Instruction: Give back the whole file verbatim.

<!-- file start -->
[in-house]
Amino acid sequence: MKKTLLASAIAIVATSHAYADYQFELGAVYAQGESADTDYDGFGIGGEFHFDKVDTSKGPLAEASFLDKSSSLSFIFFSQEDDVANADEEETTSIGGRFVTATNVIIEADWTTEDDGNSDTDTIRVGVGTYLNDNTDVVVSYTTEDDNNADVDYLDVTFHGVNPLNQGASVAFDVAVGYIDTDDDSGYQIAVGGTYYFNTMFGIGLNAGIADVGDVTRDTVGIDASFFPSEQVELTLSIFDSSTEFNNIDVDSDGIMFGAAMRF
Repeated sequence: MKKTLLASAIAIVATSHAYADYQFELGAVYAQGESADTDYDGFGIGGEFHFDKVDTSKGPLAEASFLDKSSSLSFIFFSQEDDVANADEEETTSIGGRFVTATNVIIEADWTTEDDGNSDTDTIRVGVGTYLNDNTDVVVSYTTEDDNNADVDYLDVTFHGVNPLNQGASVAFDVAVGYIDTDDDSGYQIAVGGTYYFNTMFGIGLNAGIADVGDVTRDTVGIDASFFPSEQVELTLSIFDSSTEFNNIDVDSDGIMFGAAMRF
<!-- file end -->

[in-house]
Amino acid sequence: MKKTLLASAIAIVATSHAYADYQFELGAVYAQGESADTDYDGFGIGGEFHFDKVDTSKGPLAEASFLDKSSSLSFIFFSQEDDVANADEEETTSIGGRFVTATNVIIEADWTTEDDGNSDTDTIRVGVGTYLNDNTDVVVSYTTEDDNNADVDYLDVTFHGVNPLNQGASVAFDVAVGYIDTDDDSGYQIAVGGTYYFNTMFGIGLNAGIADVGDVTRDTVGIDASFFPSEQVELTLSIFDSSTEFNNIDVDSDGIMFGAAMRF
Repeated sequence: MKKTLLASAIAIVATSHAYADYQFELGAVYAQGESADTDYDGFGIGGEFHFDKVDTSKGPLAEASFLDKSSSLSFIFFSQEDDVANADEEETTSIGGRFVTATNVIIEADWTTEDDGNSDTDTIRVGVGTYLNDNTDVVVSYTTEDDNNADVDYLDVTFHGVNPLNQGASVAFDVAVGYIDTDDDSGYQIAVGGTYYFNTMFGIGLNAGIADVGDVTRDTVGIDASFFPSEQVELTLSIFDSSTEFNNIDVDSDGIMFGAAMRF